Well, heck, you’ve succeeded far more than you’ve been part of the problem. Your writing, to me, is somewhat unique. It is necessary writing from the heart. I mean, you know I think ALL great writing comes from the heart (soul, core, demons) in us, but yours DO have a special impact on people. They’re still worth more than a plastic comb, though. 🙂

  9. Ian Walkley says:

    Great post, Rob. Good luck with your books. I feel the same way, particularly about Amazon promoting freebies. They should use coupons for discount pricing, not freebies. I reluctantly have to compete, but try to keep No Remorse at $2.99 and the paperback at market level. Some readers unfortunately have full kindles of free books and won’t bother buying one for years. Tragic, really for writers who take years at times to write a story for them to enjoy.

    • rsguthrie says:

      Thanks, Ian, and the same wishes of good luck to you! You are absolutely correct. I’ve blogged a couple of times about “Kindle Hoarders”. They could do a whole show on people with Kindle packed so full of free (and, I claim, 99 cent) junk that the chances of them ever reading your book are almost like winning the lottery ticket. And we all know, our best sales tool is moth-to-mouth (and I ain’t talking about resuscitation—unless, of course, it’s to revive someone to read our books!). But seriously, half the problem (and the subject of my follow-on blog) is the fact that 99 cents and free have the same impact. I don’t r4ead 99 cent books I download (frankly, I don’t download them any longer), but a reader who only downloads 99 cent books is the wrong kind of reader because even if they are good-intentioned and not necessarily “Kindle Hoarders”, they still don’t care about the 99 pennies they squandered to grab up a book. I look at it this way: the readers who download my book at $3.99 or above are going to freaking read it. Then it’s on me—the quality of said book, that is). 🙂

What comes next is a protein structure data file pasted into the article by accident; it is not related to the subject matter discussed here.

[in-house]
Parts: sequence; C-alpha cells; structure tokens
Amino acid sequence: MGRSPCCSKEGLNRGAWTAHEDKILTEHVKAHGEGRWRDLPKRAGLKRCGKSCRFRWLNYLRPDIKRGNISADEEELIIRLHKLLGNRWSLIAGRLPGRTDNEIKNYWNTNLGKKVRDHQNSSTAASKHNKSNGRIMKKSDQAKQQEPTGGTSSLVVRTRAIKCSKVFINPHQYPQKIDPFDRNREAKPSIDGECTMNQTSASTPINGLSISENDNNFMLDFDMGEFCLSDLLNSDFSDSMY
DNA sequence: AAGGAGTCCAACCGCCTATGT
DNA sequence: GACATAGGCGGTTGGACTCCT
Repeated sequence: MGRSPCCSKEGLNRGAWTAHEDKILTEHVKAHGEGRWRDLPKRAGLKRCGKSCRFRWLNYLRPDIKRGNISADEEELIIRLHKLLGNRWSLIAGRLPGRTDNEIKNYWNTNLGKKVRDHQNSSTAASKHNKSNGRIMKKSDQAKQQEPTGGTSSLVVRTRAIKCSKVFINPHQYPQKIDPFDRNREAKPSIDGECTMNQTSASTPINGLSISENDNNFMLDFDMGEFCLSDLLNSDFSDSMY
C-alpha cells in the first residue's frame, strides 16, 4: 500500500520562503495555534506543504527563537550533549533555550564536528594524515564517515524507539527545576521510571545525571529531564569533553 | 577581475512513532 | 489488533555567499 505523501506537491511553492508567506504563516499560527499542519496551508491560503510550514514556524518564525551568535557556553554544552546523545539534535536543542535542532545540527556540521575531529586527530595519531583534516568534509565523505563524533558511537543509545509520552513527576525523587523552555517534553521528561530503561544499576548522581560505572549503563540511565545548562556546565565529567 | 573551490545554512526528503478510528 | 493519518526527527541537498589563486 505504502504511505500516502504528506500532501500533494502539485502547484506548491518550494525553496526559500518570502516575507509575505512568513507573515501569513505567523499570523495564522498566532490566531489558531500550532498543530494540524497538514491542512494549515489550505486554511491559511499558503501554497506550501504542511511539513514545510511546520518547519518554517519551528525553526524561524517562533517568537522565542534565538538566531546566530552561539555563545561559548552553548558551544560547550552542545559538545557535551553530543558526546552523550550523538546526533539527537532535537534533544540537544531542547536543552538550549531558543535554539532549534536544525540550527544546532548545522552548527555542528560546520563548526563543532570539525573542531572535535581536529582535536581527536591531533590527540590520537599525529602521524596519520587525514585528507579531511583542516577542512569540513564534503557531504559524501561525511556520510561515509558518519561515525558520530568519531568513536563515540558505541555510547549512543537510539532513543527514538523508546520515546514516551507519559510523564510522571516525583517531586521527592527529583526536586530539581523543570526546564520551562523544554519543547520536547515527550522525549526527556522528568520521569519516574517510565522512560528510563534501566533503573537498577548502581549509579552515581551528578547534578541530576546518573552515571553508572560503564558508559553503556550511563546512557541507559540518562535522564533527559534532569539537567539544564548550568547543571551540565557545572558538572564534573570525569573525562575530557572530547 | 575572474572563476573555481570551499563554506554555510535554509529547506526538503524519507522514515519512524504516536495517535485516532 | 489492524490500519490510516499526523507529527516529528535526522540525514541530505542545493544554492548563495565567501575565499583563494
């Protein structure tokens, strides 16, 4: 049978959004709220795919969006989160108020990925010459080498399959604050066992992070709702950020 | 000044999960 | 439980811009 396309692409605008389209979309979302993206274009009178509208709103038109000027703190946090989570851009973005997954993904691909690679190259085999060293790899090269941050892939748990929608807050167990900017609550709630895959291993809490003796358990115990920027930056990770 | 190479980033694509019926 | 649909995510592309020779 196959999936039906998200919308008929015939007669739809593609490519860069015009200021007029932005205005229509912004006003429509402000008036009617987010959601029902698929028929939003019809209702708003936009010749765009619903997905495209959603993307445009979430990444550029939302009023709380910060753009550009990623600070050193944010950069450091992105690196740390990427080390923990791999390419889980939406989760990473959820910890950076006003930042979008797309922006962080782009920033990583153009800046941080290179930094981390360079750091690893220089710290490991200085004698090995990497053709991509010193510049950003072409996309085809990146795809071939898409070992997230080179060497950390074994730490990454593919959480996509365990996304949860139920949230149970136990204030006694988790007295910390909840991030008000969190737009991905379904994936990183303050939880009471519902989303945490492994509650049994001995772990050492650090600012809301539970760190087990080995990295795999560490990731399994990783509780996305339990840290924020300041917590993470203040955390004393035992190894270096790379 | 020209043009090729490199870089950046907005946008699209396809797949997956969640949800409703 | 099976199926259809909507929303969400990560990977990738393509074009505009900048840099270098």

10. I cannot agree more, Rob!! AMEN!!!

  11. I haven’t read the works of either Hocking or Locke, so I don’t feel qualified to comment on how good their books are or aren’t.

    As far as the 99 cent price point, I certainly agree that it can be frustrating to price the book you’ve worked so hard on that low. I’ve written three novels now, each one more difficult and frustrating than the last, and I certainly want to believe that all of the sweat and tears and sleepless nights amount to more than 99 cents in value.

    Having said that, I suspect that a lot of indies (including me, when I started) are/were afraid that nobody would buy our books if we priced them higher than that. Certainly I was concerned that no one would want to pay $3.99 (or whatever) for a work of popular fiction when there was a better bargain a click away. So I priced my books at 99 cents to avoid being under-bid.

    Also, not all e-books are books, per se. Some are much shorter, and for those, 99 cents might well be a fair price point. For instance, my e-book The Antlerbury Tales is a short story less than 6,000 words in length, and I don’t feel comfortable charging the same price for it as I would for a full length book.